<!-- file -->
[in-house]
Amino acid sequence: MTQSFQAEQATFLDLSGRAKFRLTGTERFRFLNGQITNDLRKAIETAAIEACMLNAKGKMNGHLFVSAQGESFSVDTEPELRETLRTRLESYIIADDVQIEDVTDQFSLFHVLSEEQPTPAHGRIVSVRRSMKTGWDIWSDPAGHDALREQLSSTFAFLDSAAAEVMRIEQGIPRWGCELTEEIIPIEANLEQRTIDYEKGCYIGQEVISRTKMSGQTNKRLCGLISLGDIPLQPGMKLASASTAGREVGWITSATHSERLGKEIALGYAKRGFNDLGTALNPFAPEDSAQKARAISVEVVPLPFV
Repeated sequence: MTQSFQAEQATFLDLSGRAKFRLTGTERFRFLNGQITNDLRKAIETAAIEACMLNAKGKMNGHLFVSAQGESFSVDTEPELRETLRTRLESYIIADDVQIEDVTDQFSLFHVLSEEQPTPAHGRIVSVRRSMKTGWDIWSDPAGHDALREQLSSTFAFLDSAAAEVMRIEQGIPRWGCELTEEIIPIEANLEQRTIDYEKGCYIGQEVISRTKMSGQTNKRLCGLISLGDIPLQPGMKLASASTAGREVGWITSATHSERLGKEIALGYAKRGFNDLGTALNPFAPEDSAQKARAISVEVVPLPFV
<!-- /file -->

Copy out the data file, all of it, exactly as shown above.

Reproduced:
[in-house]
Amino acid sequence: MTQSFQAEQATFLDLSGRAKFRLTGTERFRFLNGQITNDLRKAIETAAIEACMLNAKGKMNGHLFVSAQGESFSVDTEPELRETLRTRLESYIIADDVQIEDVTDQFSLFHVLSEEQPTPAHGRIVSVRRSMKTGWDIWSDPAGHDALREQLSSTFAFLDSAAAEVMRIEQGIPRWGCELTEEIIPIEANLEQRTIDYEKGCYIGQEVISRTKMSGQTNKRLCGLISLGDIPLQPGMKLASASTAGREVGWITSATHSERLGKEIALGYAKRGFNDLGTALNPFAPEDSAQKARAISVEVVPLPFV
Repeated sequence: MTQSFQAEQATFLDLSGRAKFRLTGTERFRFLNGQITNDLRKAIETAAIEACMLNAKGKMNGHLFVSAQGESFSVDTEPELRETLRTRLESYIIADDVQIEDVTDQFSLFHVLSEEQPTPAHGRIVSVRRSMKTGWDIWSDPAGHDALREQLSSTFAFLDSAAAEVMRIEQGIPRWGCELTEEIIPIEANLEQRTIDYEKGCYIGQEVISRTKMSGQTNKRLCGLISLGDIPLQPGMKLASASTAGREVGWITSATHSERLGKEIALGYAKRGFNDLGTALNPFAPEDSAQKARAISVEVVPLPFV